Welcome to my weekly discussion of the films of the Walt Disney Studio. I’m proceeding mostly chronologically. The title comes from a quote from Walt, “I never called my work an ‘art’ It’s part of show business, the business of building entertainment.”
Title: Snowball Express
Source Materials: Chateau Bon Vivant by John O’Rear
Box office: $6,100,000
Plot: Johnny Baxter is at his corporate job when a probate attorney tells him that his recently deceased uncle, Jacob Barnesworth, has left him sole ownership of the lucrative Grand Imperial Hotel in the fictional town of Silver Hill, Colorado. Barnesworth claimed that the hotel brings in more than $14,000 per month. Baxter views this as a golden opportunity and quits his job. He moves his family to Colorado to take proprietorship of the hotel. It is an immense but ramshackle building with no heat and a colorful old codger, Jesse McCord, living in the shed. McCord offers his services as a bartender, but Baxter assigns him the job of bellhop. Local grease monkey Wally Perkins explains that the Grand Imperial sits on a huge amount of property. Baxter realizes that they can turn the hotel into a ski resort.
Baxter attempts to secure funding for his plans. Local banker Martin Ridgeway expresses great interest in Baxter’s idea, but also offers to buy the lodge, supposedly in order to convert it into a boys’ school. Baxter declines, so Ridgeway declines to give Baxter a loan, citing him as a bad collateral risk and specifically pointing out that Baxter has no experience in hotel or restaurant management. Baxter meets with a friendly banker, Mr. Wainwright, at a ski lodge. Baxter claims to be an avid skier and Wainwright takes him to a black diamond run called “Nightmare Alley.” Baxter ends up crashing into a tree.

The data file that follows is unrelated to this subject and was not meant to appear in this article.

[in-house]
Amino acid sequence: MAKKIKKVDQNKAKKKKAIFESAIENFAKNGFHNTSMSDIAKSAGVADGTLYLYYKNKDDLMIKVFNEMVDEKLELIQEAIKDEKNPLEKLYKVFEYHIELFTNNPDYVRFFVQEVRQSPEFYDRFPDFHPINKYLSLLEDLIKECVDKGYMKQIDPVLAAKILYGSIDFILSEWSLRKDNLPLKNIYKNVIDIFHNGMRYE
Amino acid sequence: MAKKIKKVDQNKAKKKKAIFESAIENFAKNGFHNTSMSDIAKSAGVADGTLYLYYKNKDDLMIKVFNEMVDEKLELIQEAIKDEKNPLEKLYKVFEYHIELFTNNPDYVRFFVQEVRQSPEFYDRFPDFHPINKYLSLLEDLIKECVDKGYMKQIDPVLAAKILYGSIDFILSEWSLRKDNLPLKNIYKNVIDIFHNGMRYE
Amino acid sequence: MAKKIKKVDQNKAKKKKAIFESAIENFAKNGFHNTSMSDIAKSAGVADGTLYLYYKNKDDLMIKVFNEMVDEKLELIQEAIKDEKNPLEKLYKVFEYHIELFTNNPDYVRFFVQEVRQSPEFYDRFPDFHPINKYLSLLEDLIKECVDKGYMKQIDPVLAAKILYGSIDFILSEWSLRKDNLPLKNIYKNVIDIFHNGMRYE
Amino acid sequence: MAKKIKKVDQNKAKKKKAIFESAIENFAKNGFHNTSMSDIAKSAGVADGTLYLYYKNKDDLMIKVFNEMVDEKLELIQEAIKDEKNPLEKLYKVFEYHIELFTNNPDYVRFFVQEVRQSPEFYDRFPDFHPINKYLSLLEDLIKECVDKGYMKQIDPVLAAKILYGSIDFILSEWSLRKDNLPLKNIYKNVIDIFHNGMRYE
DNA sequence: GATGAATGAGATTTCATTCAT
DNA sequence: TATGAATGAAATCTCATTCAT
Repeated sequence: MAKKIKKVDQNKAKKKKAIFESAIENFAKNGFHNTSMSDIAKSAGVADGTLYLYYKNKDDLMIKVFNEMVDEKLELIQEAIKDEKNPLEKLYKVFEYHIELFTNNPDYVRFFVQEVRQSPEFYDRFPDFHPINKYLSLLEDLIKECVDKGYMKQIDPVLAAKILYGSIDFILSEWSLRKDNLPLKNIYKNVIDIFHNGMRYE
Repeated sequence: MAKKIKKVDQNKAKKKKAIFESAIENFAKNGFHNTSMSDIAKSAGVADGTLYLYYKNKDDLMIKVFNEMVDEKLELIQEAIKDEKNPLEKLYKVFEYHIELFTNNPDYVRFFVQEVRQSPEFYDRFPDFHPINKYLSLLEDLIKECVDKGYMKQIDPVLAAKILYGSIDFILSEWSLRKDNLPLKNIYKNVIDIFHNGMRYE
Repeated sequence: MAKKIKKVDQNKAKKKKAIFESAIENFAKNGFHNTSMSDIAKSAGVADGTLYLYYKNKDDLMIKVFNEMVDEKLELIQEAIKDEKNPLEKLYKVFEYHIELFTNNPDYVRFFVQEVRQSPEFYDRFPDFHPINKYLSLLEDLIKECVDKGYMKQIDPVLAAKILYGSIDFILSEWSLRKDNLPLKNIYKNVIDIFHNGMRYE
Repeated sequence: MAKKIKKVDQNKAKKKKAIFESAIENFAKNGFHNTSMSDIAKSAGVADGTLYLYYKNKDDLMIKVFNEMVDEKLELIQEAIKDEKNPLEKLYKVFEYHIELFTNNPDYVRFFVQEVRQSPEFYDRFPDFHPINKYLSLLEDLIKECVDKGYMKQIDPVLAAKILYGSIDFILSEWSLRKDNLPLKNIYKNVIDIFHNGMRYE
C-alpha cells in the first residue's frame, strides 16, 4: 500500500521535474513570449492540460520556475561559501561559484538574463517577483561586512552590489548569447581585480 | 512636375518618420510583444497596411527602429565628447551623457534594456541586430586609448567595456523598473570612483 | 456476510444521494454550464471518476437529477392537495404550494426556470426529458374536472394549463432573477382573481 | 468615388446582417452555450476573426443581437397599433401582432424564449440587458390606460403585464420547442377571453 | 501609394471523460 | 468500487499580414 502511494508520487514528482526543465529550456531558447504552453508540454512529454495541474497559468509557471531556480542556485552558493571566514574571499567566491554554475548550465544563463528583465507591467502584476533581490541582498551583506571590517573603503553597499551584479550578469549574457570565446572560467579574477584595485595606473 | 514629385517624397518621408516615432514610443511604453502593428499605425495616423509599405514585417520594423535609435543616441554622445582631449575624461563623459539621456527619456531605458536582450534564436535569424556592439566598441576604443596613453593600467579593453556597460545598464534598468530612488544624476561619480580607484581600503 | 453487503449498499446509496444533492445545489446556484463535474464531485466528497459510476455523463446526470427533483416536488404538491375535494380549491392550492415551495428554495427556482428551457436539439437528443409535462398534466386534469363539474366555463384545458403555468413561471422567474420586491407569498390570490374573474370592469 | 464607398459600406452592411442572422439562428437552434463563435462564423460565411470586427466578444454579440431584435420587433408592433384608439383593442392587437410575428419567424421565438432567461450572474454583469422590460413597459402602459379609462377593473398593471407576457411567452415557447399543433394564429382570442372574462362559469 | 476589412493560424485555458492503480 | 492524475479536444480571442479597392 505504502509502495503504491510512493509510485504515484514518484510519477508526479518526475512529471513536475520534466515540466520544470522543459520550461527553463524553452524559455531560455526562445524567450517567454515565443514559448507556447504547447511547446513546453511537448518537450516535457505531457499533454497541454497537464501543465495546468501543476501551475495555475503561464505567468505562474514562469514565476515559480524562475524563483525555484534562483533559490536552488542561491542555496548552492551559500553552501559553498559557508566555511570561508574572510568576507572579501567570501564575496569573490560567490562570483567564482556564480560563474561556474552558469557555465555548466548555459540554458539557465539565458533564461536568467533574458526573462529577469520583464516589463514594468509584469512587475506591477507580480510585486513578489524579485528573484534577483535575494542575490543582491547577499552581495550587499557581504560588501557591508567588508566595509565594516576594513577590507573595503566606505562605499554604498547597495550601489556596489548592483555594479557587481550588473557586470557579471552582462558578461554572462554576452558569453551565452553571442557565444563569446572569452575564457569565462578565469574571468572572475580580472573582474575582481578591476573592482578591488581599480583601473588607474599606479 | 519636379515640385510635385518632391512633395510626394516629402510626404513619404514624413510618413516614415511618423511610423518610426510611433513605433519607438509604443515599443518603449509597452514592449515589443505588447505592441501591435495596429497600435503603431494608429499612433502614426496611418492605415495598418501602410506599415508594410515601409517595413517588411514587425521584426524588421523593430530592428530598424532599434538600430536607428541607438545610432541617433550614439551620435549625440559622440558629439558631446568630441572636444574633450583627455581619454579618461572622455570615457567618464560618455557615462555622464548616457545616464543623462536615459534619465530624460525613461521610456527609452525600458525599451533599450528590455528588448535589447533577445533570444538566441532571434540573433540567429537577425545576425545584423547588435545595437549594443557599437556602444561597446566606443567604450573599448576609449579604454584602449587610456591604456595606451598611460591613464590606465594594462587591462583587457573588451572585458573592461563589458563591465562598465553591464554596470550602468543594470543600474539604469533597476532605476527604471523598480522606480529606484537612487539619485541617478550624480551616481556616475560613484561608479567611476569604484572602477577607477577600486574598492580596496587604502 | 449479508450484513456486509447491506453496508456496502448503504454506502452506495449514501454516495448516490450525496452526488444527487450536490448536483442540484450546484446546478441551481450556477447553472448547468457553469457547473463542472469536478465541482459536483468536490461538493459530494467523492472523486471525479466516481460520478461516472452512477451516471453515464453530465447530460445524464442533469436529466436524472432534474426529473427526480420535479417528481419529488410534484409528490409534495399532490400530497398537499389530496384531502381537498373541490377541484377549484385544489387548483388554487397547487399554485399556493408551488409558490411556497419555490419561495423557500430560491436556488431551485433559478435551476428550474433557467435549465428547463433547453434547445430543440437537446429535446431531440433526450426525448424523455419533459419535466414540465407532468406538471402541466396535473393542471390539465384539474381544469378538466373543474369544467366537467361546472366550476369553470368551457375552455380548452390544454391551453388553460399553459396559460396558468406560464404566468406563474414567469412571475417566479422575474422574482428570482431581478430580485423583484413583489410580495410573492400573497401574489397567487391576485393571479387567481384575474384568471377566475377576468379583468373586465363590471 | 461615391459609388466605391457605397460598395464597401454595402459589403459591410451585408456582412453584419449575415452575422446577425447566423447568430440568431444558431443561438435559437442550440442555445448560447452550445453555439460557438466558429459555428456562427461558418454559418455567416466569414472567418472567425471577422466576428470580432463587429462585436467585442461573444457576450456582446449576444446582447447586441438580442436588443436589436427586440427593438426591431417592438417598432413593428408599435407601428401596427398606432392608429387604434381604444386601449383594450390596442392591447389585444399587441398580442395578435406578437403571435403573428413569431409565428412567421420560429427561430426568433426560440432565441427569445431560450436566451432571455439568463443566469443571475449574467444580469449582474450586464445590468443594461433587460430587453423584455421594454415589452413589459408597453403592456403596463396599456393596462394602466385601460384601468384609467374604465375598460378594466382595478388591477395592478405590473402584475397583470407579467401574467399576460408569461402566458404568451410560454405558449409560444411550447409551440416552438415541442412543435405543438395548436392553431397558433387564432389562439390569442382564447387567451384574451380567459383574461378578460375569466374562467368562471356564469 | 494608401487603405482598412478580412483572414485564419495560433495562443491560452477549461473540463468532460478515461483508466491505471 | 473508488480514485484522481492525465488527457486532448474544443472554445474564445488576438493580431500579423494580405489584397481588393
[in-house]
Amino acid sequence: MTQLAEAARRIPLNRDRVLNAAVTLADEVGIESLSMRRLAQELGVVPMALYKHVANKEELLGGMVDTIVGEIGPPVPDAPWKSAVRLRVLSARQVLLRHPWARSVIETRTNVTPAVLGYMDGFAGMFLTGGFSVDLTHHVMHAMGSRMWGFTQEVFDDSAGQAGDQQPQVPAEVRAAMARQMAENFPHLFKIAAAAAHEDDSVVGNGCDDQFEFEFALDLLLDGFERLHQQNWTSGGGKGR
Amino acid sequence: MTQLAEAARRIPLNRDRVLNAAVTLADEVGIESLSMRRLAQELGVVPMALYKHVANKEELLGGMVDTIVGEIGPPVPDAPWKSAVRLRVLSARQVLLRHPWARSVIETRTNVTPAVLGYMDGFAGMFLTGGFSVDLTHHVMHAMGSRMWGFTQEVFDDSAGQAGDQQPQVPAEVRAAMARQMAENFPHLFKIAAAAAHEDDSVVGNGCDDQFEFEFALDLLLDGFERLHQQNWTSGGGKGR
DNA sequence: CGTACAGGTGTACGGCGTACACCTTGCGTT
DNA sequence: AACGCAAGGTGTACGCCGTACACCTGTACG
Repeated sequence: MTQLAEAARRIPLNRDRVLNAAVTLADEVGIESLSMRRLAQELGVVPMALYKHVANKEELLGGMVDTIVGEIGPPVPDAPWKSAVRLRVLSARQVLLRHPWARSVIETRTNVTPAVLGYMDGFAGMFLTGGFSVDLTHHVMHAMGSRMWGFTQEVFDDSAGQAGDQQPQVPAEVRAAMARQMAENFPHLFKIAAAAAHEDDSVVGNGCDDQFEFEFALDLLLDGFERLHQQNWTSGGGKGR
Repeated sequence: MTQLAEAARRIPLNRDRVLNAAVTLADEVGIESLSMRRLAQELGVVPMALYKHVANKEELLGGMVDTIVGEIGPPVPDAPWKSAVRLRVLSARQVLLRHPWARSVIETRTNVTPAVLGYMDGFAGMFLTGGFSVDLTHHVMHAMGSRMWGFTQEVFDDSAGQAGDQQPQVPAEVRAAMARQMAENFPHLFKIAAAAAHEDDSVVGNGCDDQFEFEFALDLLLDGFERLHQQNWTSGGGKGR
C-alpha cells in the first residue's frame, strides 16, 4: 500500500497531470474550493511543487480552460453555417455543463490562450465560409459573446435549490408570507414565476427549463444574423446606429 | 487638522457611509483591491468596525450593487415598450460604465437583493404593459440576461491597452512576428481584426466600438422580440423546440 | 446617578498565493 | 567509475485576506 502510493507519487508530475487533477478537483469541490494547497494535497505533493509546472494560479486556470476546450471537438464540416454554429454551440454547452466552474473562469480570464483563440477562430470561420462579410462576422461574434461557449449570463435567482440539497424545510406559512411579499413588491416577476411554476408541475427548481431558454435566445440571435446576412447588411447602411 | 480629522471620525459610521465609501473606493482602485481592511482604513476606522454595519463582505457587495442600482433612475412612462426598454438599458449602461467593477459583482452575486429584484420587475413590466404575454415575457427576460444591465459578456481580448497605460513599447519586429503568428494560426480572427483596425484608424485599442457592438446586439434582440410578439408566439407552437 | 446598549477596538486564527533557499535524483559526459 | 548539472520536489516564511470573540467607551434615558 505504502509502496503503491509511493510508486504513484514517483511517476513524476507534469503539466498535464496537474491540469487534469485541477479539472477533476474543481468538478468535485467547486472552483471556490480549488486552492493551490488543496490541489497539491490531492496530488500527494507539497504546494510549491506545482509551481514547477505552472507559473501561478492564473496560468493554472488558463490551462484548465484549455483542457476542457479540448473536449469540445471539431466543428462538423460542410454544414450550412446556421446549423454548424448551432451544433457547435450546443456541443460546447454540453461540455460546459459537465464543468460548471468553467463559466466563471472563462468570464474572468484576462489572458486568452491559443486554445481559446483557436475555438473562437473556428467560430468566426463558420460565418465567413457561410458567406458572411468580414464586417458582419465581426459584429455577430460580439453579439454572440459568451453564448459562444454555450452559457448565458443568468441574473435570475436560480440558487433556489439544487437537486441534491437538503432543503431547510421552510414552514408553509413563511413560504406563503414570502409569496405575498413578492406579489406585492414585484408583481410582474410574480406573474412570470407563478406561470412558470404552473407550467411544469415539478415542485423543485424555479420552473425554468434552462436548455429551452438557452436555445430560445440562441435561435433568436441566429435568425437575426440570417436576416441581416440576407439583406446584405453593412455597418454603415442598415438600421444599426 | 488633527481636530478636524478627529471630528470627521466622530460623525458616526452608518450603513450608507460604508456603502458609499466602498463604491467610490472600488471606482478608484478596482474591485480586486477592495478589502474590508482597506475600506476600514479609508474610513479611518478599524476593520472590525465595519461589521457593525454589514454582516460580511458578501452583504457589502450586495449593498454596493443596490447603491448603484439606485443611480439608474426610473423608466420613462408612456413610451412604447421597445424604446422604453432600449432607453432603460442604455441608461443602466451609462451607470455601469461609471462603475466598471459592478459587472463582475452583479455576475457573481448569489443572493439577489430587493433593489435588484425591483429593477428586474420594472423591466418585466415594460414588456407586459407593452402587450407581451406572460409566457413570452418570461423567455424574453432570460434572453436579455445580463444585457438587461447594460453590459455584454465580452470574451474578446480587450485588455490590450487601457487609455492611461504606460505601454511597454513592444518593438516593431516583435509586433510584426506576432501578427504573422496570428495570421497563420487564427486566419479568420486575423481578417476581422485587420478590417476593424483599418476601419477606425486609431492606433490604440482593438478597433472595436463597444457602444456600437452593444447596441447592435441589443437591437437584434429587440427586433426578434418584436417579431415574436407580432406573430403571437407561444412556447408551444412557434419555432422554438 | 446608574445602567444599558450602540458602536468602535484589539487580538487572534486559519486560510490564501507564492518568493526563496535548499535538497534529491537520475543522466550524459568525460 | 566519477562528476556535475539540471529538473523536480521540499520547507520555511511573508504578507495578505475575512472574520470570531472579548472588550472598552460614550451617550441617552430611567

While Baxter is recovering, Ridgeway gives him a check for $3,000. Baxter starts making a list of repairs for the lodge. Meanwhile, Wally works with McCord to repair the hot water heater. The water heater explodes, tearing a hole in the kitchen wall. Ridgeway’s check covers the repair, but leaves nothing for the ski lift Baxter had in mind. McCord pulls an old donkey engine out of mothballs, tying a rope around it, and offers it as a makeshift ski lift. When Wally dynamites a tree stump from the ground, the explosion sets off an avalanche, blocking a passing train carrying several hundred skiers. The Baxters quickly shuttle the skiers to their resort.
All goes well until Wally loses his balance and skis down a steep mountain, dangling over a ledge. Using the donkey engine and a rope to lower Baxter down the mountain to rescue Wally, McCord accidentally cause the donkey engine to slide down the mountain and plow through the hotel. All of the guests check out, leaving the Baxters out of money once again. Baxter goes back to Ridgeway, asking for an extension on his loan, which Ridgeway refuses. Baxter notices a sign for the Silver Hills Snowmobile Race, with a $5,000 prize. Baxter decides to drive in the race, with McCord as his partner. Baxter’s wife threatens to leave him over his carelessness and obsession.
Though they come close, Baxter and McCord narrowly lose the race. Ridgeway brings the deed transfer papers to the lodge for Baxter to sign. After threatening to begin the foreclosure process, he offers to buy the resort from Baxter. Ridgeway’s secretary, Miss Wigginton, tells everyone the truth: the property includes several hundred acres of timberland originally donated to the local Indian tribes by Barnesworth for as long as the tribe inhabited the land. As the tribe has moved away or died out, the land reverts to the estate. Ridgeway wants to buy the resort in order to log the timber. McCord adds that the land the town was built on was granted by Barnesworth on the condition that several buildings be erected, including a library. Baxter’s son notes that he has not seen a library, and asks why the land has not reverted to Baxter. Silver Hill is in violation of the grant, meaning that the entire town is built on land now owned by Baxter. Ridgeway agrees to loan Baxter the money necessary to repair and expand the resort.